You are using an outdated browser.
Please upgrade your browser
and improve your visit to our site.
Skip Navigation

New Arizona Bill Would Require Schools to Report Undocumented Students to Law Enforcement

Conservative lawmakers in the Arizona legislature made national headlines last week for a slew of draconian and potentially unconstitutional immigration bills. It turns out, however, that those measures were just the beginning of a bigger campaign. On Tuesday the president of the Arizona State Senate, Republican Russell Pearce, introduced a colossal immigration bill, simply entitled “immigration omnibus.” The unusually long 29-page bill is a kind of catch-all for radical proposals, designed to insert immigration enforcement into practically every facet of Arizonan life, including public benefits like Medicaid and K-12 education.

The most extreme measure in the bill targets school children. If passed, the measure stipulates that parents must provide proof of their child’s legal status within 30 days of enrolling him or her in any K-12 school in Arizona—whether public or private (including home school). If the parent fails to provide the appropriate documents within ten days of a second notice from the school, the school must notify local law enforcement and the Department of Education.

This measure is far more extreme than the education bill I wrote about last week, SB1407, which requires schools to count the number of undocumented children in schools. Opponents of SB1407 like the ACLU and constitutional scholars argued that it could violate the Supreme Court decision in Plyler vs. Doe, which ruled that Texas schools must provide children with an education regardless of their immigration status. However, SB1407 would merely count undocumented students, and it was unclear whether doing so would qualify as a violation of Plyler. By contrast, the new measure requires the schools to turn the families into local law enforcement, something that would undoubtedly deter any undocumented parent from sending their child to school. In an email sent from the hearing on the new bill, Alessandra Soler Meetze, the Executive Director of ACLU Arizona, wrote: “We believe this provision defies U.S. Supreme Court's ruling in Plyler v. Doe that guarantees that everyone is entitled to an education regardless of their immigration status.”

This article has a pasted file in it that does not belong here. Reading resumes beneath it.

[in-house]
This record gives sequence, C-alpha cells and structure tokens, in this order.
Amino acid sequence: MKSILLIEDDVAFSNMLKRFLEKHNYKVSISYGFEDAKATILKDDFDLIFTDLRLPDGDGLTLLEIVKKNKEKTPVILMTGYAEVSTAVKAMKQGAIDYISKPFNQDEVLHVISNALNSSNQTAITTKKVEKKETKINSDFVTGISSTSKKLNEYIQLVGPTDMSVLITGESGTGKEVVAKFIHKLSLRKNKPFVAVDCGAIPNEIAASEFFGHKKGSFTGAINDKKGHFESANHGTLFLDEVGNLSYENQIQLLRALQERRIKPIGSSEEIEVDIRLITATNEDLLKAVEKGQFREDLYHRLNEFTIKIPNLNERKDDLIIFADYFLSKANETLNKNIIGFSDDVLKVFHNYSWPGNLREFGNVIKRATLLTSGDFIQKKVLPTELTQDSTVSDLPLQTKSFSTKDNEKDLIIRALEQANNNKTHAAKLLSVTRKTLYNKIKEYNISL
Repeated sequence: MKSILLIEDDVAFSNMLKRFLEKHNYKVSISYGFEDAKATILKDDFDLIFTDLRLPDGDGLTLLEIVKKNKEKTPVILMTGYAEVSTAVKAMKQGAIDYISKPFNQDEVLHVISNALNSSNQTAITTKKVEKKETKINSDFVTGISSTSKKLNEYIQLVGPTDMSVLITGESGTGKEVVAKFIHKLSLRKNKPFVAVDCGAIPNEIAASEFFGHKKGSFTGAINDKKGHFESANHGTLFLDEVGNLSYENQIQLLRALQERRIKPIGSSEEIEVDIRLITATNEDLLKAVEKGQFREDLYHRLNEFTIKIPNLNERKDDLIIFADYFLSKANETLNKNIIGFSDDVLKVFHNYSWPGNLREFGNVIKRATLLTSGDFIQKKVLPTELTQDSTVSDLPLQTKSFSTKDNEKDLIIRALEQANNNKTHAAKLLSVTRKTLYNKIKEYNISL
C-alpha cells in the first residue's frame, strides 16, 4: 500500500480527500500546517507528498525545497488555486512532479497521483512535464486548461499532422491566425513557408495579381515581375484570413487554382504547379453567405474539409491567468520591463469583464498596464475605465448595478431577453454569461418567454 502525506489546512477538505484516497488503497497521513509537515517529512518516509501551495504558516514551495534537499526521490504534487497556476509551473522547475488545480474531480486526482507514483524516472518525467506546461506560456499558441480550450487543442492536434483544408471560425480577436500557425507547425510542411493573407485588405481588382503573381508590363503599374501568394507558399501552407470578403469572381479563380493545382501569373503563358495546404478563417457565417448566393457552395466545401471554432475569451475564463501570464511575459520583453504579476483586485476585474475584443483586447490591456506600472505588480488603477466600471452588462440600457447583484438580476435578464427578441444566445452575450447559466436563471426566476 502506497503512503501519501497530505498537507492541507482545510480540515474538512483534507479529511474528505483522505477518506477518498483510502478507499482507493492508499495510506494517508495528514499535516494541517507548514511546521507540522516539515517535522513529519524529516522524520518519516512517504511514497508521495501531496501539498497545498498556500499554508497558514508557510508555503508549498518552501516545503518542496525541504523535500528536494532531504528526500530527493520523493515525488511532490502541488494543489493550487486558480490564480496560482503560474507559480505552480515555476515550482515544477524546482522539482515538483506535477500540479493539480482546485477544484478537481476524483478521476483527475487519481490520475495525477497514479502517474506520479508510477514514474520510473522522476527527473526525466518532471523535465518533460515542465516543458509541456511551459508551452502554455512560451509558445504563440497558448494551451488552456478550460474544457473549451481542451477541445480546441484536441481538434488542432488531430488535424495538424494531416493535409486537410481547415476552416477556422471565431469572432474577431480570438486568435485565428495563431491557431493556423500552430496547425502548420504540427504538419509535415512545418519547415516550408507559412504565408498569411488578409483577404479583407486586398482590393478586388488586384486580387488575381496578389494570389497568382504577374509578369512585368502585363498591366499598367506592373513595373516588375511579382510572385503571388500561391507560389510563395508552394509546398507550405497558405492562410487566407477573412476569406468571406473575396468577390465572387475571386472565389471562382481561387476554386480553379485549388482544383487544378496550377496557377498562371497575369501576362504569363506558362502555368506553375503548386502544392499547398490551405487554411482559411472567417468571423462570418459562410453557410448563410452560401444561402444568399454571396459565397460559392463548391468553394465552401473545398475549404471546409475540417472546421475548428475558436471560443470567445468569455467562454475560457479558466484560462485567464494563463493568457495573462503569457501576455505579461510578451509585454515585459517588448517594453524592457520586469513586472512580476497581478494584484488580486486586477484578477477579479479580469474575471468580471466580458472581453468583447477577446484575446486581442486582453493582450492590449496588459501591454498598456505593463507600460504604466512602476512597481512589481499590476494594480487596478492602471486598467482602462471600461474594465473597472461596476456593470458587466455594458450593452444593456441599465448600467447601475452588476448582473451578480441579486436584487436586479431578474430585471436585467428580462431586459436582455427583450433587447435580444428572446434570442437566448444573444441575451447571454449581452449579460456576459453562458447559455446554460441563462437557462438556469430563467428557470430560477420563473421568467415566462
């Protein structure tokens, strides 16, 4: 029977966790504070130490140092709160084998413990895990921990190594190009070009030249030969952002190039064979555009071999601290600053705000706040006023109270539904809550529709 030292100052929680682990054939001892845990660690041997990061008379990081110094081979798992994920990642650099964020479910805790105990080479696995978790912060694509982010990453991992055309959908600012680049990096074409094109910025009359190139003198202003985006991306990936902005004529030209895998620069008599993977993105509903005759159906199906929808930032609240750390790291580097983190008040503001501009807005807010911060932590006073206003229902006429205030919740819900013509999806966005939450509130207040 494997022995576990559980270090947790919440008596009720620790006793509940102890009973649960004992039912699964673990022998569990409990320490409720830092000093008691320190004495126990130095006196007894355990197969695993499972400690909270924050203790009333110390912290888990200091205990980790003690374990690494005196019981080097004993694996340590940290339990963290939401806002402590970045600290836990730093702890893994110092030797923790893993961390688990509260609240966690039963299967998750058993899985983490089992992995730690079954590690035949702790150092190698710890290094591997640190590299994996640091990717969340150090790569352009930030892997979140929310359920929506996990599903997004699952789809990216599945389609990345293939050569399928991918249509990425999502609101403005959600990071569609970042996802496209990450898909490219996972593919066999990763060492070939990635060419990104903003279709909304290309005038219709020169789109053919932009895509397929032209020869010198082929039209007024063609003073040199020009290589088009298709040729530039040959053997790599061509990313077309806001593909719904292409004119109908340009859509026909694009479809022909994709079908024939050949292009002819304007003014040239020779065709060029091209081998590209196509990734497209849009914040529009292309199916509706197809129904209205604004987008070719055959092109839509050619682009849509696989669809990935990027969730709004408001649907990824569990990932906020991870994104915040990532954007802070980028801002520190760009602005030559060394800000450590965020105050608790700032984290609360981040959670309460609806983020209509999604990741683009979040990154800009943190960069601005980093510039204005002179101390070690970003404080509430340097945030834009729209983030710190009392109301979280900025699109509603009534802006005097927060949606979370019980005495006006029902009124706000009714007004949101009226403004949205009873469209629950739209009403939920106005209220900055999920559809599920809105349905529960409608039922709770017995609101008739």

The earlier education measure, SB1407, looked all but dead last week after it stalled in the Education Committee. However, using his unique powers as Senate President, Pearce reassigned the bill to the Appropriations Committee for Tuesday’s hearing. The other controversial bill that would require hospitals to check the immigration status of patients, SB1405, which stalled in the Judiciary Committee last week, was also set for the Appropriations Committee agenda on Tuesday, as was the bill that seeks to redefine birthright citizenship in Arizona. With these last-minute changes, Arizona’s Senate President has made it clear that he won’t let his anti-immigration bills disappear without a fight.